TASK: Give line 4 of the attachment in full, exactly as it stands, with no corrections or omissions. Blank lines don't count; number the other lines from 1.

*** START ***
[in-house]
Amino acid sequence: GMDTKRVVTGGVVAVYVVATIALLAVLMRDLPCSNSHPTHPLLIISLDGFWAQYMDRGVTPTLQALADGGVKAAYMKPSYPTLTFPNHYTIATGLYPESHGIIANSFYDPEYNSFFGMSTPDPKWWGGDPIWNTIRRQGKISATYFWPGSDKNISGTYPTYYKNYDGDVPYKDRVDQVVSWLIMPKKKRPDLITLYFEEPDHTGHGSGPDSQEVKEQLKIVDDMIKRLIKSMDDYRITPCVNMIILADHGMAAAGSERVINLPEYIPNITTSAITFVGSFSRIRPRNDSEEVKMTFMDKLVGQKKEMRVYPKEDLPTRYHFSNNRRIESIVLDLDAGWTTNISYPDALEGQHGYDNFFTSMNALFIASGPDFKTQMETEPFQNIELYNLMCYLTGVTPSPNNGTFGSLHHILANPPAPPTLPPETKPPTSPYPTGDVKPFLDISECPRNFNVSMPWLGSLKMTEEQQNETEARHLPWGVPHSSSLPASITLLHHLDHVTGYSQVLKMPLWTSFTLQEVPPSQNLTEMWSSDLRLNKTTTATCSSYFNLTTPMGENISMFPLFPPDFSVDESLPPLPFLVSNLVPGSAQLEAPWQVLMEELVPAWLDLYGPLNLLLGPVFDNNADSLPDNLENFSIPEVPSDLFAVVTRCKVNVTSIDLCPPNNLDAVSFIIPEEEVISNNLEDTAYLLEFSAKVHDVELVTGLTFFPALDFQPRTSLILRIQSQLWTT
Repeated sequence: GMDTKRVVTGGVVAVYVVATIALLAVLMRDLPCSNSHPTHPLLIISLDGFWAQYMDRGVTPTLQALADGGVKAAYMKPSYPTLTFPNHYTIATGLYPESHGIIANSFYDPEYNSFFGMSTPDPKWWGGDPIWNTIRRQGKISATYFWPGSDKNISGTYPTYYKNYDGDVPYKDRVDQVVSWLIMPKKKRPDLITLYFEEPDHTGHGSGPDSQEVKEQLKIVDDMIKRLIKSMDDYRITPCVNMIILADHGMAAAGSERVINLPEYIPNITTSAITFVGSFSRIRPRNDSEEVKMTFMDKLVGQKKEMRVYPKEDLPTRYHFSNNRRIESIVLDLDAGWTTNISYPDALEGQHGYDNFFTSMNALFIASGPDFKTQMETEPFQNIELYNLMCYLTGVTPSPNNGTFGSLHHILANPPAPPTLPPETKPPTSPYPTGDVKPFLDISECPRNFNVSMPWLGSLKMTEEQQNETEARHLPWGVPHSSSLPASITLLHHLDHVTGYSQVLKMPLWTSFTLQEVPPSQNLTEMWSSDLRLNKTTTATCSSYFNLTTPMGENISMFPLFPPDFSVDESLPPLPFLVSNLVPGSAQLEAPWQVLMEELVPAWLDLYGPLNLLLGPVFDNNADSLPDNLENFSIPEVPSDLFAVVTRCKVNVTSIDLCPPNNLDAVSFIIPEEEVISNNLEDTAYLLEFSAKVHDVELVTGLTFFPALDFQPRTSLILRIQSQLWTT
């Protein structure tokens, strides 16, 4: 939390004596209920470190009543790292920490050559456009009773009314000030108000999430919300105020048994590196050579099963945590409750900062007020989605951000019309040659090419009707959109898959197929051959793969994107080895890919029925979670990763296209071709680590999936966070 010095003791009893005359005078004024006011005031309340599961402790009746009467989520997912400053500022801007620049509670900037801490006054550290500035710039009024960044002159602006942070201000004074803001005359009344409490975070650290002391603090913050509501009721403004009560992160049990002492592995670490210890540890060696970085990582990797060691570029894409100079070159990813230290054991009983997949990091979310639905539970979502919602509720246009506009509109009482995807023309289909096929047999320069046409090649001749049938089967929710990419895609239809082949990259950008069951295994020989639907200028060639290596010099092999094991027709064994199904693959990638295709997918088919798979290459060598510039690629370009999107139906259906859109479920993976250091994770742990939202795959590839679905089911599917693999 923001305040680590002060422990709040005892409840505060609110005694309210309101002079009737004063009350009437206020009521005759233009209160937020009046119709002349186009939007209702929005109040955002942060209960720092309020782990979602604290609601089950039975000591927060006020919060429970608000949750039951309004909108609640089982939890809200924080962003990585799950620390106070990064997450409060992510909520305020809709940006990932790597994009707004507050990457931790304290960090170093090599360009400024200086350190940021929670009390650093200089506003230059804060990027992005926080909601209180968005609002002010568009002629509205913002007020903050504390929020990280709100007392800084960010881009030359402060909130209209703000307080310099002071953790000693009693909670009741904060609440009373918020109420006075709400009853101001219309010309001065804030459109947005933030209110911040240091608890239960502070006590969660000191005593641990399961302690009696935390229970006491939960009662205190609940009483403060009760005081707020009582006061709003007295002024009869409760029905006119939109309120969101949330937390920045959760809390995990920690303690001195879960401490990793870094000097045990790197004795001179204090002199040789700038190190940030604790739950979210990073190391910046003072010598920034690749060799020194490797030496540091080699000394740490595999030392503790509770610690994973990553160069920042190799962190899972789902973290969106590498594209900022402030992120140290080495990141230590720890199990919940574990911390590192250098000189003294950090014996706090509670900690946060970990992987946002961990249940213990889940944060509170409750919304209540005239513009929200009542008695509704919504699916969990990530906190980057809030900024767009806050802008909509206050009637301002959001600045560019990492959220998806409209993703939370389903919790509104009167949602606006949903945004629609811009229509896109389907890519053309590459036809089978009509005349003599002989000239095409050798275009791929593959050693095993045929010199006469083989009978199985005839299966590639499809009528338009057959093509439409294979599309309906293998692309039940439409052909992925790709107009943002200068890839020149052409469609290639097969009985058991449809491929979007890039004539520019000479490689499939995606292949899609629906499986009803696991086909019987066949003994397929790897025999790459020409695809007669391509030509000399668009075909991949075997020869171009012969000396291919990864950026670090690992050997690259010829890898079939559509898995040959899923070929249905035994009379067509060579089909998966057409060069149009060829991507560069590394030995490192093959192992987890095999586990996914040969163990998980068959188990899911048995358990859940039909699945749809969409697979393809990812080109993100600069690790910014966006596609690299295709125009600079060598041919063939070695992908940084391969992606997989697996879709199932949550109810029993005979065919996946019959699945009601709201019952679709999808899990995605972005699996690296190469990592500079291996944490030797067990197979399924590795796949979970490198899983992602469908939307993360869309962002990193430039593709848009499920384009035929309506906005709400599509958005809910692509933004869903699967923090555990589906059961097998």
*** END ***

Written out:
């Protein structure tokens, strides 16, 4: 939390004596209920470190009543790292920490050559456009009773009314000030108000999430919300105020048994590196050579099963945590409750900062007020989605951000019309040659090419009707959109898959197929051959793969994107080895890919029925979670990763296209071709680590999936966070 010095003791009893005359005078004024006011005031309340599961402790009746009467989520997912400053500022801007620049509670900037801490006054550290500035710039009024960044002159602006942070201000004074803001005359009344409490975070650290002391603090913050509501009721403004009560992160049990002492592995670490210890540890060696970085990582990797060691570029894409100079070159990813230290054991009983997949990091979310639905539970979502919602509720246009506009509109009482995807023309289909096929047999320069046409090649001749049938089967929710990419895609239809082949990259950008069951295994020989639907200028060639290596010099092999094991027709064994199904693959990638295709997918088919798979290459060598510039690629370009999107139906259906859109479920993976250091994770742990939202795959590839679905089911599917693999 923001305040680590002060422990709040005892409840505060609110005694309210309101002079009737004063009350009437206020009521005759233009209160937020009046119709002349186009939007209702929005109040955002942060209960720092309020782990979602604290609601089950039975000591927060006020919060429970608000949750039951309004909108609640089982939890809200924080962003990585799950620390106070990064997450409060992510909520305020809709940006990932790597994009707004507050990457931790304290960090170093090599360009400024200086350190940021929670009390650093200089506003230059804060990027992005926080909601209180968005609002002010568009002629509205913002007020903050504390929020990280709100007392800084960010881009030359402060909130209209703000307080310099002071953790000693009693909670009741904060609440009373918020109420006075709400009853101001219309010309001065804030459109947005933030209110911040240091608890239960502070006590969660000191005593641990399961302690009696935390229970006491939960009662205190609940009483403060009760005081707020009582006061709003007295002024009869409760029905006119939109309120969101949330937390920045959760809390995990920690303690001195879960401490990793870094000097045990790197004795001179204090002199040789700038190190940030604790739950979210990073190391910046003072010598920034690749060799020194490797030496540091080699000394740490595999030392503790509770610690994973990553160069920042190799962190899972789902973290969106590498594209900022402030992120140290080495990141230590720890199990919940574990911390590192250098000189003294950090014996706090509670900690946060970990992987946002961990249940213990889940944060509170409750919304209540005239513009929200009542008695509704919504699916969990990530906190980057809030900024767009806050802008909509206050009637301002959001600045560019990492959220998806409209993703939370389903919790509104009167949602606006949903945004629609811009229509896109389907890519053309590459036809089978009509005349003599002989000239095409050798275009791929593959050693095993045929010199006469083989009978199985005839299966590639499809009528338009057959093509439409294979599309309906293998692309039940439409052909992925790709107009943002200068890839020149052409469609290639097969009985058991449809491929979007890039004539520019000479490689499939995606292949899609629906499986009803696991086909019987066949003994397929790897025999790459020409695809007669391509030509000399668009075909991949075997020869171009012969000396291919990864950026670090690992050997690259010829890898079939559509898995040959899923070929249905035994009379067509060579089909998966057409060069149009060829991507560069590394030995490192093959192992987890095999586990996914040969163990998980068959188990899911048995358990859940039909699945749809969409697979393809990812080109993100600069690790910014966006596609690299295709125009600079060598041919063939070695992908940084391969992606997989697996879709199932949550109810029993005979065919996946019959699945009601709201019952679709999808899990995605972005699996690296190469990592500079291996944490030797067990197979399924590795796949979970490198899983992602469908939307993360869309962002990193430039593709848009499920384009035929309506906005709400599509958005809910692509933004869903699967923090555990589906059961097998």